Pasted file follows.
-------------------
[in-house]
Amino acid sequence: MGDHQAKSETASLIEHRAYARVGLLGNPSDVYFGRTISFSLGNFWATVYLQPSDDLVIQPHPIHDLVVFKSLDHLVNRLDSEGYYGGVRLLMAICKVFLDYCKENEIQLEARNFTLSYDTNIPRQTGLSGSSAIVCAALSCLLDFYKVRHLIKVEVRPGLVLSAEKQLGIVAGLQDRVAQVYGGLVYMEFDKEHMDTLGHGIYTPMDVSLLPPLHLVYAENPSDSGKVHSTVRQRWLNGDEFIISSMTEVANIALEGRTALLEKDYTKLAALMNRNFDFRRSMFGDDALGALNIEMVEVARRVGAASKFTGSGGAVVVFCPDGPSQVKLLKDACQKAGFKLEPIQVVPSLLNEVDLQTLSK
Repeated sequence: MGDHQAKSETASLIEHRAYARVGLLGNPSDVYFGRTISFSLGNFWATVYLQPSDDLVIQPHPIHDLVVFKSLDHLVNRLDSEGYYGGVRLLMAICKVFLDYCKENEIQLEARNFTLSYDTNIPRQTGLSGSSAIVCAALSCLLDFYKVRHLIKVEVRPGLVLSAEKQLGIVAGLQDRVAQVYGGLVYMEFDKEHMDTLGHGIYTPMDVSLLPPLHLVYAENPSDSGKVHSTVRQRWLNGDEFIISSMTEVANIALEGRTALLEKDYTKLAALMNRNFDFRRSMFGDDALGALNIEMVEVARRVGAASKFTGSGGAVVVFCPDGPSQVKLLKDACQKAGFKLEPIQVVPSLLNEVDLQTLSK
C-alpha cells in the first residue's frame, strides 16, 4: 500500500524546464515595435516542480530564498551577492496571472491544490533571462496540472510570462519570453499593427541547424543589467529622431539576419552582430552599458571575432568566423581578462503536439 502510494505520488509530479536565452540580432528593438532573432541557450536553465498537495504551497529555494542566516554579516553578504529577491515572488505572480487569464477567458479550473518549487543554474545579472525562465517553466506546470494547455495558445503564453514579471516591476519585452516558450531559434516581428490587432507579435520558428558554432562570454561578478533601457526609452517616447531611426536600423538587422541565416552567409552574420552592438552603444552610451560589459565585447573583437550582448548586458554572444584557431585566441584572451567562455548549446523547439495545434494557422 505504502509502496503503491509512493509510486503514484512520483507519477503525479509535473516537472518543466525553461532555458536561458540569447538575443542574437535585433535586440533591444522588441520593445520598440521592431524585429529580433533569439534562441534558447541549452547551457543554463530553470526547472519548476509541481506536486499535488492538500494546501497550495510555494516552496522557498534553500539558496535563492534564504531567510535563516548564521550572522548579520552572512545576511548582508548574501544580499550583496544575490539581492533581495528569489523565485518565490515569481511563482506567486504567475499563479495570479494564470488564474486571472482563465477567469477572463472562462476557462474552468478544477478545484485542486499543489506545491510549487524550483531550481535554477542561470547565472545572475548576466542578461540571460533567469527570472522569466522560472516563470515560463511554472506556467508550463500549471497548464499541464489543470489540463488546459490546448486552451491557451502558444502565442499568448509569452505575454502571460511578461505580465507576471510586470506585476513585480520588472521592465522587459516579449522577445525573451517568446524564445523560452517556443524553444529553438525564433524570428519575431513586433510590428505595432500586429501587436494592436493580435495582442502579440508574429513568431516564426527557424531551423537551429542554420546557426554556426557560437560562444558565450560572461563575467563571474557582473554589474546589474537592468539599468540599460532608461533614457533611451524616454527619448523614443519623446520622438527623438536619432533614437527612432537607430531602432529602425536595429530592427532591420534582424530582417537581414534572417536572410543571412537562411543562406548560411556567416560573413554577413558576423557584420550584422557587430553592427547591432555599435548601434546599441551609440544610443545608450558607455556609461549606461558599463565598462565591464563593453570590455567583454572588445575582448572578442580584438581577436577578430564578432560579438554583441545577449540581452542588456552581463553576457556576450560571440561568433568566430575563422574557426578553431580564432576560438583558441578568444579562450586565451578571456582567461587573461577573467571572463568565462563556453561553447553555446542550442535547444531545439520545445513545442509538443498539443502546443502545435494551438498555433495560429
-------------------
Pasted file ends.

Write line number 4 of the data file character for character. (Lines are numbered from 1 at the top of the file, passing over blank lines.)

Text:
C-alpha cells in the first residue's frame, strides 16, 4: 500500500524546464515595435516542480530564498551577492496571472491544490533571462496540472510570462519570453499593427541547424543589467529622431539576419552582430552599458571575432568566423581578462503536439 502510494505520488509530479536565452540580432528593438532573432541557450536553465498537495504551497529555494542566516554579516553578504529577491515572488505572480487569464477567458479550473518549487543554474545579472525562465517553466506546470494547455495558445503564453514579471516591476519585452516558450531559434516581428490587432507579435520558428558554432562570454561578478533601457526609452517616447531611426536600423538587422541565416552567409552574420552592438552603444552610451560589459565585447573583437550582448548586458554572444584557431585566441584572451567562455548549446523547439495545434494557422 505504502509502496503503491509512493509510486503514484512520483507519477503525479509535473516537472518543466525553461532555458536561458540569447538575443542574437535585433535586440533591444522588441520593445520598440521592431524585429529580433533569439534562441534558447541549452547551457543554463530553470526547472519548476509541481506536486499535488492538500494546501497550495510555494516552496522557498534553500539558496535563492534564504531567510535563516548564521550572522548579520552572512545576511548582508548574501544580499550583496544575490539581492533581495528569489523565485518565490515569481511563482506567486504567475499563479495570479494564470488564474486571472482563465477567469477572463472562462476557462474552468478544477478545484485542486499543489506545491510549487524550483531550481535554477542561470547565472545572475548576466542578461540571460533567469527570472522569466522560472516563470515560463511554472506556467508550463500549471497548464499541464489543470489540463488546459490546448486552451491557451502558444502565442499568448509569452505575454502571460511578461505580465507576471510586470506585476513585480520588472521592465522587459516579449522577445525573451517568446524564445523560452517556443524553444529553438525564433524570428519575431513586433510590428505595432500586429501587436494592436493580435495582442502579440508574429513568431516564426527557424531551423537551429542554420546557426554556426557560437560562444558565450560572461563575467563571474557582473554589474546589474537592468539599468540599460532608461533614457533611451524616454527619448523614443519623446520622438527623438536619432533614437527612432537607430531602432529602425536595429530592427532591420534582424530582417537581414534572417536572410543571412537562411543562406548560411556567416560573413554577413558576423557584420550584422557587430553592427547591432555599435548601434546599441551609440544610443545608450558607455556609461549606461558599463565598462565591464563593453570590455567583454572588445575582448572578442580584438581577436577578430564578432560579438554583441545577449540581452542588456552581463553576457556576450560571440561568433568566430575563422574557426578553431580564432576560438583558441578568444579562450586565451578571456582567461587573461577573467571572463568565462563556453561553447553555446542550442535547444531545439520545445513545442509538443498539443502546443502545435494551438498555433495560429